(xxix) where the eligible assessee files his objections with the Dispute Resolution Panel, the National e-Assessment Centre shall upon receipt of the directions issued by the Dispute Resolution Panel under sub-section (5) of section 144C of the Act, forward such directions to the concerned assessment unit;

(xxx) the assessment unit shall in conformity of the directions issued by the Dispute Resolution panel under sub-section (5) of section 144C of the Act prepare a draft assessment order in accordance with sub-section (13) of section 144C of the Act and send a copy of such order to the National e-Assessment Centre;

(xxxi) the National e-Assessment Centre shall, upon receipt of draft assessment order referred to in clause (xxx), finalise the assessment within the time allowed under sub-section (13) of section 144C of the Act and serve a copy of such order and notice for initiating penalty proceedings, if any, upon the assessee, alongwith the demand notice, specifying the sum payable by, or refund of any amount due to, the assessee on the basis of such assessment;

(xxxii) The National e-Assessment Centre shall, after completion of assessment, transfer all the electronic records of the case to the Assessing Officer having jurisdiction over the said case for such action as may be required under the Act.”

11. An analysis of eAS and the amendment indicate that various notices, summons and orders are received and issued by the National e-Assessment Centre (“NeAC”) set up to conduct e-assessment proceedings in a centralized manner. Paragraph 4(2) of the eAS provides as under :

“4(2). All communication among the assessment unit, review unit, verification unit or technical unit or with the assessee or with any other person with respect to the information or documents or evidence or any other details, as may be necessary for the purposes of making an assessment under the scheme shall be through the National e-Assessment Centre.”

Thus, any notice, summons, order is deemed to have been received by the FAO once it is available to the NeAC.

12. On 1st August 2023, when the matter was listed before this Court, a statement was made by Mr. Singh that because of the commencement of the Faceless Assessment Regime, the directions given by DRP were not received by the FAO and therefore, the FAO did not pass order under Section 144C(13) of the Act and DRP had forwarded the order to the Jurisdictional Assessing Officer (“JAO”). Per contra, Mr. Mistri showed us an e-mail dated 6th April 2021 addressed to Petitioner by “ITO HQ TO DRP2 WZ” forwarding a copy of the directions issued by the DRP. The said directions of DRP also form part of the attachment to the e-mail. This email being brought to our notice, we passed the following order/directions dated 1st August 2023 :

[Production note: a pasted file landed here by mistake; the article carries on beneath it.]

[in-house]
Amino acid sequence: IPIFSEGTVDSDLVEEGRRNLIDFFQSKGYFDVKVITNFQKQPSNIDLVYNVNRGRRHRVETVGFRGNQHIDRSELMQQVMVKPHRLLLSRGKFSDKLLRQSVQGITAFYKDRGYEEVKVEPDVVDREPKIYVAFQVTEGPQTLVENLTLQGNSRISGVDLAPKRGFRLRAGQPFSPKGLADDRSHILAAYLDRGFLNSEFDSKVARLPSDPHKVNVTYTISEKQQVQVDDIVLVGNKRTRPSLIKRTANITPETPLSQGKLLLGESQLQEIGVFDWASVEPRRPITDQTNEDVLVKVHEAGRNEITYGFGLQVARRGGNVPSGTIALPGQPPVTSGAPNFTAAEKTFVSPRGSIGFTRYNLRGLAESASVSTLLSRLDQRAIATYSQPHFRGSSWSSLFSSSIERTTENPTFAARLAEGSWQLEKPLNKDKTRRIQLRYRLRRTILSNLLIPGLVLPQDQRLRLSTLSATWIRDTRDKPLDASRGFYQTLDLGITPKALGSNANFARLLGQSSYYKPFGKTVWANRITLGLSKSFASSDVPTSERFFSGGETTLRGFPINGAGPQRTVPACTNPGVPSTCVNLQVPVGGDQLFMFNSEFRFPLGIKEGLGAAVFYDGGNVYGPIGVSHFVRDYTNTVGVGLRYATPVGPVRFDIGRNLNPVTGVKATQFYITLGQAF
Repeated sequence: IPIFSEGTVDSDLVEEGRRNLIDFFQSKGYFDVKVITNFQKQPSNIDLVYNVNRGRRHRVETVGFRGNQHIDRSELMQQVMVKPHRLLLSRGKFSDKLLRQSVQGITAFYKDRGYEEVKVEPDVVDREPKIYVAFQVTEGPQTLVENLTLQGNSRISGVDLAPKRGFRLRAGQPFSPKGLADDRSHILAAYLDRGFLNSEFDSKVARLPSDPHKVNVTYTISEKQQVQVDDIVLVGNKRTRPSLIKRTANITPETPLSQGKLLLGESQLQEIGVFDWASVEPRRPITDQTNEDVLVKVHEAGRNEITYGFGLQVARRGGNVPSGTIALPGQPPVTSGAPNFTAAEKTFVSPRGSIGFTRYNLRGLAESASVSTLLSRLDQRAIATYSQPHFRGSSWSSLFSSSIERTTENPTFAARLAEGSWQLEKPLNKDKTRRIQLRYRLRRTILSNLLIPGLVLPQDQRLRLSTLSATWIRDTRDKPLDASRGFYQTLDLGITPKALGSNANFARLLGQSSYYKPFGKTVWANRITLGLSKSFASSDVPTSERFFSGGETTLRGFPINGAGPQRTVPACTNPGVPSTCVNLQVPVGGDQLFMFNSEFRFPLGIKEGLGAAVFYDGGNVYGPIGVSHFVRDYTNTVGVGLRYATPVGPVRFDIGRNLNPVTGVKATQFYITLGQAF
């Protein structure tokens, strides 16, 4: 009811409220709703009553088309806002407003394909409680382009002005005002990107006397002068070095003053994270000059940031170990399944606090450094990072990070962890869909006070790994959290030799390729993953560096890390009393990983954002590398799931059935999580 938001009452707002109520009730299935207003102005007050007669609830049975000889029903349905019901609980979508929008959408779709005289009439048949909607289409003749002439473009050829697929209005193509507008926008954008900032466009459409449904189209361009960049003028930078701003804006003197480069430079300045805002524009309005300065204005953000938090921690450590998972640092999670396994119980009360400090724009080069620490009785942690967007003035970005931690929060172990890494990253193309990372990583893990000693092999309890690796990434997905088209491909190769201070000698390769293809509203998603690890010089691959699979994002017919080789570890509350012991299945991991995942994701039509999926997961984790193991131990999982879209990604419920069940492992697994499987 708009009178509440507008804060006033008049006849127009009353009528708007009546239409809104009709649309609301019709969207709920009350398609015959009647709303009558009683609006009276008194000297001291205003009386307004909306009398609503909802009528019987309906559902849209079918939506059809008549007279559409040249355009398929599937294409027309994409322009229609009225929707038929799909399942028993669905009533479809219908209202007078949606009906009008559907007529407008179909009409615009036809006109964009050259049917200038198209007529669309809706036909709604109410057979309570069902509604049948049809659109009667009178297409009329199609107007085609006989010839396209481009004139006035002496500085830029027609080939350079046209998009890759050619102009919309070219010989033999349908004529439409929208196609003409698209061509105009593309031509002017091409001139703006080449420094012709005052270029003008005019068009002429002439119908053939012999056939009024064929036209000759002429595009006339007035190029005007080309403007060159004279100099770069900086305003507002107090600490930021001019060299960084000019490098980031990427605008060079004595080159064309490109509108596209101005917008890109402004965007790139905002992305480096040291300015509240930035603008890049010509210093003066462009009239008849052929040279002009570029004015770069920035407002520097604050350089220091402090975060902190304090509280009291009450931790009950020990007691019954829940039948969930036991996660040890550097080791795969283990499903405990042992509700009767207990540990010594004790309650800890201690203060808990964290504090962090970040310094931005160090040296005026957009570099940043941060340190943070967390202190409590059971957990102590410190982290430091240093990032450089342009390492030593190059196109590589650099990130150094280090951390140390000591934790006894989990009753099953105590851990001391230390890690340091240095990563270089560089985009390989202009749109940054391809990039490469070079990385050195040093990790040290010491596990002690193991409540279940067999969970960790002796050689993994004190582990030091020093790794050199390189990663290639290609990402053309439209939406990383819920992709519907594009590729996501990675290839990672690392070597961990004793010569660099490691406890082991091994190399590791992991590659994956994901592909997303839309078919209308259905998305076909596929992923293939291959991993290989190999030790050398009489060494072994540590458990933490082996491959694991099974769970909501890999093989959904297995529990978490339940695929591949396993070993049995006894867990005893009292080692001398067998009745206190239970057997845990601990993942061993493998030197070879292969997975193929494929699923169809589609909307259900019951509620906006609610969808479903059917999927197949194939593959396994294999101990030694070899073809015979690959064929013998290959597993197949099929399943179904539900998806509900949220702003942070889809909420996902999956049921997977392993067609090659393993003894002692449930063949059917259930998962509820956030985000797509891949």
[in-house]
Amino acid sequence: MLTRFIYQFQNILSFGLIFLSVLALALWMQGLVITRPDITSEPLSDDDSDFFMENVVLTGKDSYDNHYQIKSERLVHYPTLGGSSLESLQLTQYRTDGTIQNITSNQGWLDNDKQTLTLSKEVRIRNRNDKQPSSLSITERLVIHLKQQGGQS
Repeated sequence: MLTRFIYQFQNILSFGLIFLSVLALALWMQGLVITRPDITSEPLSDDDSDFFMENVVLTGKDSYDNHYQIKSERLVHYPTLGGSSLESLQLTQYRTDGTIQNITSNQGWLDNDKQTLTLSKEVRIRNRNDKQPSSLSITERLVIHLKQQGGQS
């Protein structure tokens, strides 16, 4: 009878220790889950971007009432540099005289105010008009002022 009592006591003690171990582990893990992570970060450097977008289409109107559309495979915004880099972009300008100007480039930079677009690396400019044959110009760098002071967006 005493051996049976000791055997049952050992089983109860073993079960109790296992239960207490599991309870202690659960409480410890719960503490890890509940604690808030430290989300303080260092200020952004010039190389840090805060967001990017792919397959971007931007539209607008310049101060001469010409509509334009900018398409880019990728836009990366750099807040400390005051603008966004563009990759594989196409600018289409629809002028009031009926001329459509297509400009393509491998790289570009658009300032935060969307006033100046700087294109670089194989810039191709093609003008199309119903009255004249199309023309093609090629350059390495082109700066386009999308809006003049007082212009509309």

“1 Mr. Singh states that because of the Faceless Assessment Regime being started, the directions given by DRP was not received by the Faceless Assessing Officer and, therefore, the Faceless Assessing Officer did not pass order under Section 144C(13) of the Income Tax Act, 1961. Mr. Singh states that DRP had forwarded the order to the Jurisdictional Assessing Officer.

2 If that is the case, we wonder why the Jurisdictional Assessing Officer did not forward the order to the Faceless Assessing Officer. Moreover, if the Faceless Assessment Regime had already begun, we are certain that DRP would have been aware of that and should have, if what Mr. Singh stated is correct, forwarded a copy of their directions to the Faceless Assessing Officer as well.

3 We also have to note that there is an email, printout of which is at Exhibit “C” to the petition, which reads as under :

From : MUMBAI mumbai.ito.hq.drp2
[mailto: mumbai.ito.hq. drp2@incometax.gov.in]

Sent: Tuesday, April 6, 2021 3:21 PM

To: Jain, Surbhi (COR), Vodafone Idea <Surbhi.Jain@vodafoneidea. com>

Subject: DRP Directions in case of Vodafone Idea Limited (formerly ‘Vodafone Mobile Services Limited) (VMSL) which merged with Idea Cellular Ltd and consequently known as “Vodafone Idea Limited”)

Please find the attached directions in case of Vodafone Idea Limited (formerly ‘Vodafone Mobile Services Limited) (VMSL) which merged with Idea Cellular Ltd and consequently known as ‘Vodafone Idea Limited’). The same was issued through ITBA on 25.03.2021

(ANITA VIJAYNATH KUNDER)
ITO HQ TO DRP 2 WZ
MUMBAI – 400005
022-22180539

4 Therefore, it will be more appropriate if the Chief Commissioner or Principal Chief Commissioner or whoever is the person heading the Dispute Resolution Panel files an affidavit explaining, inter alia, as to why when the Faceless Assessment Regime had already kicked in, DRP’s directions were sent to the Jurisdictional Assessing Officer instead of to the Faceless Assessing Officer. So also the Jurisdictional Assessing Officer, who had received the directions of DRP, and it will be the same officer who was in that post when the directions were received and not any successor, shall file an affidavit explaining why he/she did not forward the directions of DRP to the concerned Faceless Assessing Officer particularly when, as Mr. Singh states, the Faceless Assessment Regime had begun. These affidavits shall be filed and copy served by 10th August 2023.

5 Stand over to 22nd August 2023.”

13. Pursuant to our directions of 1st August 2023, two affidavits were filed, one by Mr. Satish Sharma, the Chief Commissioner of Income Tax (International Taxation and Transfer Pricing) West Zone, Mumbai and another by Ms. Anne Varghese, JCIT, Ratlam on 10thAugust 2023. The relevant portion of the affidavit of Mr. Satish Sharma reads thus :